Toy Story 4 Elegantly Captures the Existential Terror of Being Alive
As a child of the early '90s, the Toy Story franchise feels as familiar as my mom’s home cooked lasagna. I grew up with Andy. I owned my own Woody, Rex, and Potato Head guys. I dressed up as Buzz and said “To Infinity and Beyond!” on Halloween. And when Andy grew up, said goodbye to his toys, and left for college, I did too. That’s why, when Toy Story 4 was announced, I tempered my excitement–not only because the trilogy had already closed off so elegantly in Toy Story 3–but because, after you say farewell to something from your past, it’s not always so fun to catch up with it again in your adult life. In some cases, actually, it can be pretty terrifying.
Toy Story 4 is by no means an unsatisfying entry into the series. The film, which is more moody and covered in darkness than the others, is very soothing at times. Centering itself around the character of Woody, the fourth feature of the iconic franchise drops a lot of the team-building and sibling rivalry themes in favor of a more introspective, meditative vibe, seeking to address the very existential mystery, what even is a toy, anyway? As it turns out, the horrors of consciousness, agency, and existence in general are not lost on the minds of these fun-loving dolls. Though on the surface, Toy Story 4 acts like a thoughtful road trip movie with some roller coaster set pieces and great sketch comedy bits from the likes of Keegan-Michael Key, Jordan Peele, and many of today's leading comedy minds, the film is clearly very invested in some much darker themes. Central among them, the philosophical crisis of a new character named Forky.
Forky is a sentient spork. The film’s first act sees the Frankenstein creation of this bizarre new member of the gang, as Bonnie–the toys’ new adorable kid–cobbles him together in a state of desperation during a particularly traumatic first day of kindergarten. Not unlike the droids in Star Wars, or the furniture in Pee Wee’sPlayhouse, the sentient toys of Toy Story have long provoked philosophical, albeit tongue-in-cheek, issues for the world of the franchise. Do they have feelings? How are they born? Can they die? I never thought I’d see this happen in a Toy Story film, but Forky, who is voiced by Tony Hale in what is inarguably a series highlight of voice-acting, somehow answers all these questions. And, like raising from the dead some old traumas of your past, or bringing to life a franchise that was long thought complete, the concept of animating a lifeless plastic utensil is actually quite unsettling. Especially because, at first, Forky does not want to be alive!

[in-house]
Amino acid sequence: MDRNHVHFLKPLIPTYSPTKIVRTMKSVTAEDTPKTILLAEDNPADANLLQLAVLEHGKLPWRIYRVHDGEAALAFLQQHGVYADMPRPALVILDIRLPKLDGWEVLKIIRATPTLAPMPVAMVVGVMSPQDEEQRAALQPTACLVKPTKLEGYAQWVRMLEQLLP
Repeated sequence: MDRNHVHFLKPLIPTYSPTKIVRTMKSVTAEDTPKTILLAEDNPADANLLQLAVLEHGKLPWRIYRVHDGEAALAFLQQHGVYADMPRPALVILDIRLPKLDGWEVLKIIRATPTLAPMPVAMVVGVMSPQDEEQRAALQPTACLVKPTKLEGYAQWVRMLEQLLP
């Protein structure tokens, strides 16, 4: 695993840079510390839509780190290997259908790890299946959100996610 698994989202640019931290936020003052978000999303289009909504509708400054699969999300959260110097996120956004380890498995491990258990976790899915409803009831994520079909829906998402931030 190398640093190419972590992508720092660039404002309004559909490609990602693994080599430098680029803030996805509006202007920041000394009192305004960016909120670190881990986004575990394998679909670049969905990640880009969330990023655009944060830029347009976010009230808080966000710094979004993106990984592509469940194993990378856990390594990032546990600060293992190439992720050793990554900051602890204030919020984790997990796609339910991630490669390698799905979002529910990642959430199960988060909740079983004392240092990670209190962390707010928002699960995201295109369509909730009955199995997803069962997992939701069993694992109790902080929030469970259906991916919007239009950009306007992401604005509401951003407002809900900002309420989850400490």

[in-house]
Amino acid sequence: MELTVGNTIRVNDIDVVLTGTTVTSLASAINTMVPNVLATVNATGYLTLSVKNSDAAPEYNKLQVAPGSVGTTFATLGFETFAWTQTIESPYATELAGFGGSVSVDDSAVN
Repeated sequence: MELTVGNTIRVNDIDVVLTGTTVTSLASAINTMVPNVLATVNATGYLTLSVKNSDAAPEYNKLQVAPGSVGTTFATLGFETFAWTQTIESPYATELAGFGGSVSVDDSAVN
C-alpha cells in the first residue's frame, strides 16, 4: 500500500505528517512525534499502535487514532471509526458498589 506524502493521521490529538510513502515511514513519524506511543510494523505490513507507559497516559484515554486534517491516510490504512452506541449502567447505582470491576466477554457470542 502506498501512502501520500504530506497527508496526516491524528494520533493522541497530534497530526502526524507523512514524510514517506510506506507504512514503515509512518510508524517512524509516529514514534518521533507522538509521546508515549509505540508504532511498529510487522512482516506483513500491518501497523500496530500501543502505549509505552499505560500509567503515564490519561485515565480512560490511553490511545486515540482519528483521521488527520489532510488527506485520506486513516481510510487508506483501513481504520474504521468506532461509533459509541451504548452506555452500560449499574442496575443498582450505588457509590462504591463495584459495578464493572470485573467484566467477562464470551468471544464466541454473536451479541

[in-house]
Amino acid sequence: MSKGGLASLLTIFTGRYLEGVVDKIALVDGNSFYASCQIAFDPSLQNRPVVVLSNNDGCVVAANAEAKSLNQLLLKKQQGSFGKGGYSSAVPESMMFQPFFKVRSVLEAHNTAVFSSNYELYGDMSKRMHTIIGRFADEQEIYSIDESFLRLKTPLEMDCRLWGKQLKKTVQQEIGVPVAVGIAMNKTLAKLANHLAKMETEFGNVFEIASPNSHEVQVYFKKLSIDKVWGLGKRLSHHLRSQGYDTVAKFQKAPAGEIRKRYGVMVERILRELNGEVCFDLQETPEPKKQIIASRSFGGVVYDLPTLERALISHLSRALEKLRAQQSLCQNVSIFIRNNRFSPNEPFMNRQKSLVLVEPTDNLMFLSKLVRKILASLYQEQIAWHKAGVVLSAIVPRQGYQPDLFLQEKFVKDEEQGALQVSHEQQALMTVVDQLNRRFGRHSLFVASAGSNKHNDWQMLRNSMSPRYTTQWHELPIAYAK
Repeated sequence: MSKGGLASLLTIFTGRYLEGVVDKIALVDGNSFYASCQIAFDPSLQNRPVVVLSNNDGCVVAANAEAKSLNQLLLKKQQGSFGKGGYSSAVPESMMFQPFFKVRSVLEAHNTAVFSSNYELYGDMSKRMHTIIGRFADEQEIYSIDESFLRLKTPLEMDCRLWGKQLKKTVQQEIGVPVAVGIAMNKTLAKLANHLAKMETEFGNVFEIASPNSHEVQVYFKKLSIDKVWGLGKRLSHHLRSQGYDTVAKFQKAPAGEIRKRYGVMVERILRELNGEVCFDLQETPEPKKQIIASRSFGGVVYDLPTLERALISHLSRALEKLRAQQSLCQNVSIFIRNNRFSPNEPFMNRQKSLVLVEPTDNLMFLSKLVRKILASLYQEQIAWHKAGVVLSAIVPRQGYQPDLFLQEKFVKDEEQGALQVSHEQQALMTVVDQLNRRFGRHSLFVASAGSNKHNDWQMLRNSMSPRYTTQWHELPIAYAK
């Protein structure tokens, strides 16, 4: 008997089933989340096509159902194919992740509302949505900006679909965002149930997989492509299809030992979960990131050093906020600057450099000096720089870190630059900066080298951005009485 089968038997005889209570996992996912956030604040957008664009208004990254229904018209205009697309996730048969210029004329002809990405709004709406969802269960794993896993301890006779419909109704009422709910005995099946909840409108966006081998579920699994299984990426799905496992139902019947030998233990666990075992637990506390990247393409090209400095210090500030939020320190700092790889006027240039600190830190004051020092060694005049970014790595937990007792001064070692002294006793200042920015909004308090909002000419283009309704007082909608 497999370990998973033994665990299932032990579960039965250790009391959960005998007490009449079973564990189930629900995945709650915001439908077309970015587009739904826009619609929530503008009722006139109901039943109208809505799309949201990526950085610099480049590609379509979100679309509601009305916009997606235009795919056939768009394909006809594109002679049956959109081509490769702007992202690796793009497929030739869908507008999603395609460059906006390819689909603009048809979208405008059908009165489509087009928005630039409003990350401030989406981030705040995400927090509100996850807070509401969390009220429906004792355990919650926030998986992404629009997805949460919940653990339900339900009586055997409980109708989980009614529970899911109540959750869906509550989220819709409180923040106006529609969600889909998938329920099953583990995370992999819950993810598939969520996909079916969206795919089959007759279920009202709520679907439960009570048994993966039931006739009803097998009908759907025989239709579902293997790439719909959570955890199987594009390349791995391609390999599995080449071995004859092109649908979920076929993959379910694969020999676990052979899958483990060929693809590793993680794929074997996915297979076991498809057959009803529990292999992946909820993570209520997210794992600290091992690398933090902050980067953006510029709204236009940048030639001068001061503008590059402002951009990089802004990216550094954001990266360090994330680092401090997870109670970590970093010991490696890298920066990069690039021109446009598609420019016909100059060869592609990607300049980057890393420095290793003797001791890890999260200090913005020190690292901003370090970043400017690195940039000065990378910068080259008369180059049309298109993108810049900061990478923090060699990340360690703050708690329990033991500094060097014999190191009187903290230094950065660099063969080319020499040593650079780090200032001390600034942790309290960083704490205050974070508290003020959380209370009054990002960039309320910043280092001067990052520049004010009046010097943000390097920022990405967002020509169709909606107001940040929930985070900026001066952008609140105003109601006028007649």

Pixar’s fascination with sentience and agency is thematically present all throughout Toy Story 4. As Forky learns how to be alive, Woody is forced to remember what it means to be alive. At the beginning of the film, Woody's purpose is unclear, now living with Bonnie where there are new leaders and new friends. Like the franchise itself, the beloved Tom Hanks-voiced cowboy doesn’t feel all-too necessary anymore. When he comes face-to-face with an old toy from his past who’s leading a life without a kid, though, Woody comes to realize that existence isn’t all about leading, or even being part of, a gang. He learns that existence is about having agency in your own life. And in the choices that the dusty old cowboy is forced to make, we see Woody finally become his own man–or toy.
It should come as no surprise that a Pixar movie is deeply affecting. Seeing Woody voyage away from the pack to embark on a journey of newfound agency (and solitude) provokes a very vulnerable viewing experience. But I was not prepared for the all-out blitzkrieg on the emotions that Pixar unleashed in Toy Story 4. The film conjures a feeling not unlike a dewey nighttime drive through the streets of your childhood home, waiting at a stop light as you quietly parse through old memories both fond and tragic. Woody’s journey takes him through worlds that at-times feel like out-right horror films (with one memorable sequence directly evoking The Shining), and with the thrilling scares of a new adventure come, of course, the sadness of, once again, saying goodbye.
Of all the Toy Story films, 4 asks us to learn to be comfortable with bringing new things to life, and saying farewell to the things we once loved. Perhaps for you, this will come as a welcome lesson about some of the many trials of adult life. But for me, goodbyes are never easy. And Toy Story 4 choked me up and played by heartstrings like a goddamn mandolin.
This story originally appeared on Esquire.com. Minor edits have been made by Esquiremag.ph editors.